Friday, June 20, 2008

Stealth Gardening

A secret: From last year onward, I'm not supposed to plant vegetables or herbs. The landlord wants to keep his 100 acres totally natural. So this year the poison ivy grows wild, and my tomatoes and basil are in containers. But I'm darned if crops from last year aren't resurrecting and growing exactly where they please:

-turnips and garlic in the compost pile
-dill, in the same place I tore it up last fall
-lavender, ditto
-fennel, ditto
-arugula (very, very tall this year)

And I have all of this without dirtying my hands, absolutely free! What luck! Thanks, Mr. Landlord!

Wednesday, June 18, 2008

The Poet Laureate of Missouri Said:

Walter Bargen is the Poet Laureate of Missouri, the first one ever appointed. Notes taken during his talk to the St. Louis Writers Guild preserved some of the intriguing things he said:
  • "The role of the writer in society is to keep us awake."
  • "Poetry is like music; talking about it is not experiencing it."
  • "Each first line [of a poem] is an argument for the poem's existence." For example: "About suffering they were never wrong, the old masters. . ." and "You don't remember the hanging, but you do. . ."
  • "It's rhythm that marches your reader through the poem."
  • "You know you're really writing well when you're surprising yourself."
Also in the notes, perhaps not a direct quotation: "IDEA: read poetry to stone, birds, and trees."

Sunday, June 8, 2008

My Mom for President

Elect my mom president of the United States and the budget will be balanced in five days. The occupation of Iraq will end when she says so: no ifs, ands or buts about it. Osama Bin Laden will quake in his boots, and if he bombs anything she will clean his clock and show him who is boss. There will be no shenanigans in the Oval Office. You'd better believe the White House will be tidy and there will be no eating at the desks. Rich folks will be taxed until they're in the same boat as the rest of us.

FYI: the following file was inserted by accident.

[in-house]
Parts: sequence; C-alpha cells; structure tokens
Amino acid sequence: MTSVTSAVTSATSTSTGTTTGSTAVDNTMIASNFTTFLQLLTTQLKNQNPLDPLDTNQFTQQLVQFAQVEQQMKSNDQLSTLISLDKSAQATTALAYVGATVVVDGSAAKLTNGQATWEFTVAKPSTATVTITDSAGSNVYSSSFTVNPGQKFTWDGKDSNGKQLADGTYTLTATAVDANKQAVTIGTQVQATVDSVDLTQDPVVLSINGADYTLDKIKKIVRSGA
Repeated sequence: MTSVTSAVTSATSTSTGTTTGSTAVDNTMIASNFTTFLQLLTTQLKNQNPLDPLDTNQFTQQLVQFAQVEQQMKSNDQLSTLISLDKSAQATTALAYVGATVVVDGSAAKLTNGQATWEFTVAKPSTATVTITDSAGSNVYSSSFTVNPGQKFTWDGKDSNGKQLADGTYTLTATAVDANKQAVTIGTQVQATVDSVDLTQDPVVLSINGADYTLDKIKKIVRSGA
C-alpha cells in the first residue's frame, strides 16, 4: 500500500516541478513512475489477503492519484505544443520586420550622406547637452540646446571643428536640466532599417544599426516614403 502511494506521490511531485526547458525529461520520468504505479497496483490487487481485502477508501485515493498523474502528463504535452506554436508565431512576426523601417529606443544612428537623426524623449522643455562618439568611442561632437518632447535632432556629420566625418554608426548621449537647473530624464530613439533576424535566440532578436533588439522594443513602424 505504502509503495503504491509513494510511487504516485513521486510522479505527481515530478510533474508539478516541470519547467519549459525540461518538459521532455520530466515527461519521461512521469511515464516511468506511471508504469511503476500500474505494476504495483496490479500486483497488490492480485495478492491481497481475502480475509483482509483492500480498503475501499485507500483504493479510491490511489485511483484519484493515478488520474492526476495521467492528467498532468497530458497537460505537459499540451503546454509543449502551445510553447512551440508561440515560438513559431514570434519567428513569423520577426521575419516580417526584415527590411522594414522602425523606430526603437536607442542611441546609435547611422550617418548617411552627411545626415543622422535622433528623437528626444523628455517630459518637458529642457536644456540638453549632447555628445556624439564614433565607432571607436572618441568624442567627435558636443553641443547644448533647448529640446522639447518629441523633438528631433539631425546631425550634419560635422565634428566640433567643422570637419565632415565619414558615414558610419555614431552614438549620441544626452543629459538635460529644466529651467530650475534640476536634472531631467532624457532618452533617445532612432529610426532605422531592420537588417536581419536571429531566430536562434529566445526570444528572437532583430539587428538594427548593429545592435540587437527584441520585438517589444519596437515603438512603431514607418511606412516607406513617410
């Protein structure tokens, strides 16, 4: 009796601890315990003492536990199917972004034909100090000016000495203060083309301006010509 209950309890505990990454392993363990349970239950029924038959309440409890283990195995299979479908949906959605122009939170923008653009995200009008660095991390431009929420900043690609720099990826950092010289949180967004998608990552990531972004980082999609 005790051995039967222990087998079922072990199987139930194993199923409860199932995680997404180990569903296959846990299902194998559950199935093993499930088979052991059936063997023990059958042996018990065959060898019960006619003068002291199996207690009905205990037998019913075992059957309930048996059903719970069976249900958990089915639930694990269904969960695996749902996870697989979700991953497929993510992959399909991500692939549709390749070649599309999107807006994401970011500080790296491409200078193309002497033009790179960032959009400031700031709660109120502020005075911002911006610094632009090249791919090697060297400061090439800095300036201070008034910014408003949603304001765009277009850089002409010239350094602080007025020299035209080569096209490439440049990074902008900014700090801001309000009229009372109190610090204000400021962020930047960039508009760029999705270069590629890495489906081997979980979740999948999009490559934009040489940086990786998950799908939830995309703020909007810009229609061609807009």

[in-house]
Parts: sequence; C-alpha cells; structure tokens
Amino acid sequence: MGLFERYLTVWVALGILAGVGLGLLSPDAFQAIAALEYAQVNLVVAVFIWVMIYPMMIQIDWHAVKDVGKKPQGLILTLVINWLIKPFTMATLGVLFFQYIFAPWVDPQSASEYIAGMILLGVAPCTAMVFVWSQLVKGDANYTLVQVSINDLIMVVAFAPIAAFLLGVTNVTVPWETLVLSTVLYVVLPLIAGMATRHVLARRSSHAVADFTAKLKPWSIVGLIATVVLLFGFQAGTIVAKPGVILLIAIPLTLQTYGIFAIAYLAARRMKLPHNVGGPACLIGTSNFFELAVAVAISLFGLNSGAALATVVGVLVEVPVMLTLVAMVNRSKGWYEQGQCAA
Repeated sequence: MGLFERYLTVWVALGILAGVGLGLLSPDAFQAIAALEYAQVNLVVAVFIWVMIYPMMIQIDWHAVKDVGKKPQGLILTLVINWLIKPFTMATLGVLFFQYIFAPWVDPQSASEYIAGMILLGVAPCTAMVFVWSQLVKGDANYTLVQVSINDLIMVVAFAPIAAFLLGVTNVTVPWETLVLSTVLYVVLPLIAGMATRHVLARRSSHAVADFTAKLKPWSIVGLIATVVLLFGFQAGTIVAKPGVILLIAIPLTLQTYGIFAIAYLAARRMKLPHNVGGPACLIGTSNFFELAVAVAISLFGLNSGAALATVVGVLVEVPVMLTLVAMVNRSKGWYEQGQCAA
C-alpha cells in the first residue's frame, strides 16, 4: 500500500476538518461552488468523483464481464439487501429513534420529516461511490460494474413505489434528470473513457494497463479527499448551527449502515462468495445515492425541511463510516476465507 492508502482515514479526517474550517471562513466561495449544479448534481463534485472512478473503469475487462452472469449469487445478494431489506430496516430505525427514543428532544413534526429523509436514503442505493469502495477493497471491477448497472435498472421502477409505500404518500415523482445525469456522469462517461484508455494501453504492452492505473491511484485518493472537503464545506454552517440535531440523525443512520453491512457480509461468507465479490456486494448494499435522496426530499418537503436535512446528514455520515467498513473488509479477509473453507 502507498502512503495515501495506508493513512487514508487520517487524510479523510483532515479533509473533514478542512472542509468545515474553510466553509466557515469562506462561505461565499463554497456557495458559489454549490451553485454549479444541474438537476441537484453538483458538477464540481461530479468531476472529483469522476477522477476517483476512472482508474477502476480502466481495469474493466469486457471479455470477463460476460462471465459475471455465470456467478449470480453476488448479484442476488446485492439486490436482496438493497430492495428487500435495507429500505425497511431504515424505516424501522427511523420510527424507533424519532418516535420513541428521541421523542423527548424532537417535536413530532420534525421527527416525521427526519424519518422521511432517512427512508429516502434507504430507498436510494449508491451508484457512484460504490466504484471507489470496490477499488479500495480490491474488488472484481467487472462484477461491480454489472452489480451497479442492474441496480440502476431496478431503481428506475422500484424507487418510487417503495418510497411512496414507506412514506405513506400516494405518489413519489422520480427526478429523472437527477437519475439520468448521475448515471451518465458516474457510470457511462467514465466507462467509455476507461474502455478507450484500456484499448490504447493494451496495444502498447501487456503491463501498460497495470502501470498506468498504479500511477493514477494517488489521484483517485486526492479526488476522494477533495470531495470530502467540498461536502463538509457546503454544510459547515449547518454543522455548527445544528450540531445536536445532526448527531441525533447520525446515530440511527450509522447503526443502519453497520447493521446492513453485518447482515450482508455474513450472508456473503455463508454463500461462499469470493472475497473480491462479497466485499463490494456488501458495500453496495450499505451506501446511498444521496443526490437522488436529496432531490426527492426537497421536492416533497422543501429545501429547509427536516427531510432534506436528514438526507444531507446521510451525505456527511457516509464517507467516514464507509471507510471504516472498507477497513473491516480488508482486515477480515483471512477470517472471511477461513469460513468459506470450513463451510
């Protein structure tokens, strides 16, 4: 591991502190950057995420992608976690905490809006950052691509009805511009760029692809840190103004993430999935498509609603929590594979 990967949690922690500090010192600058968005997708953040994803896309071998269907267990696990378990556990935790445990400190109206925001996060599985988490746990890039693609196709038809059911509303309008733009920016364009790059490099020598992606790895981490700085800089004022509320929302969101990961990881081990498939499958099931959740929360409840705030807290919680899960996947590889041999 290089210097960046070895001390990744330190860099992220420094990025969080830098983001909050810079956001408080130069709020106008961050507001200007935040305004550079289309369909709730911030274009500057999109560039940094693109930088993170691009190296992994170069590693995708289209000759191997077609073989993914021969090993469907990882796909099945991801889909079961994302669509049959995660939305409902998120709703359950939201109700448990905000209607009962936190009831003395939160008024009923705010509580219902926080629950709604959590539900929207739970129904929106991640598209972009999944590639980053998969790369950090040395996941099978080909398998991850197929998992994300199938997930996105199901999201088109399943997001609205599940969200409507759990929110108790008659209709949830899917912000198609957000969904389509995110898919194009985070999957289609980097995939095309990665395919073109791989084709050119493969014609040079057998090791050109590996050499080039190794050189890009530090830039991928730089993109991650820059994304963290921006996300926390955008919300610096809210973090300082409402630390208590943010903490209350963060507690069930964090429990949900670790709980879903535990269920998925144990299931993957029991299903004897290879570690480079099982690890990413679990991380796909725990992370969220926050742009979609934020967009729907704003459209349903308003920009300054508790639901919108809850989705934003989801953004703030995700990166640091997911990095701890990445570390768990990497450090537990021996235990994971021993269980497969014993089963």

President Mom's cabinet will be working women who know how to juggle everything in the world and get things done. She will award medals to stay-at-home mothers, nurses, cancer patients, and graduate students. Dick Cheney will soon be laughing out of the other side of his mouth. When the Democrats and Republicans have stupid arguments she will say "Cut it out or I'll knock your heads together."

Wednesday, June 4, 2008

Top Ten Sitcom Supporting Actors

Local news is scarce these days while we wait for the government to buy out every house in the floodplain, so the newspaper here printed the local trivia expert's list of top 10 sitcom characters. Well, I dint agree with his choices, because mine are just plain better. There are lots of very good ones, but I picked the ones I thought just stole the show. If you've never seen the Kingfish, you have missed seeing a genius at work.


  1. The Kingfish (Amos ‘n’ Andy) played by Tim Moore
  2. Eddie Haskell (Leave it to Beaver) played by Ken Osmond
  3. Ed Norton (The Honeymooners) played by Art Carney
  4. Maynard G. Krebs (The Many Loves of Dobie Gillis), played by Bob Denver
  5. Barney Phyfe (The Andy Griffith Show), played by Don Knotts
  6. Alice Kramden (The Honeymooners) played by Audrey Meadows
  7. Ricky Ricardo (I Love Lucy), played by Desi Arnaz
  8. Mr. Haney (Green Acres) played by Pat Buttram
  9. Lurch (The Addams Family), played by Ted Cassidy
  10. Zelda Gilroy (The Many Loves of Dobie Gillis) played by Sheila James

*I picked from U.S. programs only. Excluded are title characters such as Lucy or Gilligan; top-billed characters such as Al Bundy (of Married with Children); mass-media marketing darlings such as “The Fonz” or “A.J”; and characters who later got their own sitcoms, such as Maude or Rhoda.